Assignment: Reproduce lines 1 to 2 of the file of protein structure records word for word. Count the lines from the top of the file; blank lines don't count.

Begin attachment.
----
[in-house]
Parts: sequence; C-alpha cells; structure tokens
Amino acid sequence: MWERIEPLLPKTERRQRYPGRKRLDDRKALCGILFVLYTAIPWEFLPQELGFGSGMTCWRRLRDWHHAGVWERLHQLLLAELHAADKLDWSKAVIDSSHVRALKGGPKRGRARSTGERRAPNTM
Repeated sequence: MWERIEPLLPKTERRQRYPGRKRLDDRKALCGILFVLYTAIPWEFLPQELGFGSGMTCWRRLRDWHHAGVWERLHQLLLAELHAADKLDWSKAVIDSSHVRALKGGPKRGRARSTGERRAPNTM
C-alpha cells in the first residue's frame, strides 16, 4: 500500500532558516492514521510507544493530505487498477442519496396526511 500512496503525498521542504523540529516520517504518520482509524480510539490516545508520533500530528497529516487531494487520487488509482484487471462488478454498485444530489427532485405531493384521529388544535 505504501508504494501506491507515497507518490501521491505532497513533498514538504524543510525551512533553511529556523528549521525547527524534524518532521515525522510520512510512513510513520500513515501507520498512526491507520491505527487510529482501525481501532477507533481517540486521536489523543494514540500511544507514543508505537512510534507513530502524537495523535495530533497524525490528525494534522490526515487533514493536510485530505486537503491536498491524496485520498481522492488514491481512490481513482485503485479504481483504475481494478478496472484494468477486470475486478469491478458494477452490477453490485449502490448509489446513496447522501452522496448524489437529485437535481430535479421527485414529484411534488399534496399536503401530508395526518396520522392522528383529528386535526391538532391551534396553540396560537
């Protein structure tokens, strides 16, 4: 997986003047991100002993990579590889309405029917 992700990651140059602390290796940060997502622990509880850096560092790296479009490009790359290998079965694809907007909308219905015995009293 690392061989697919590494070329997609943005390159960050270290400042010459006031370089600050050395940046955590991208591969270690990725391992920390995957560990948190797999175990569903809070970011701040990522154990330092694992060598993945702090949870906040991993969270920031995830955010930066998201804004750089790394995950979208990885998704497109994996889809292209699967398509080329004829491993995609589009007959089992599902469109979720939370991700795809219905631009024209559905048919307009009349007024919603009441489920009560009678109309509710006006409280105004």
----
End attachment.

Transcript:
[in-house]
Parts: sequence; C-alpha cells; structure tokens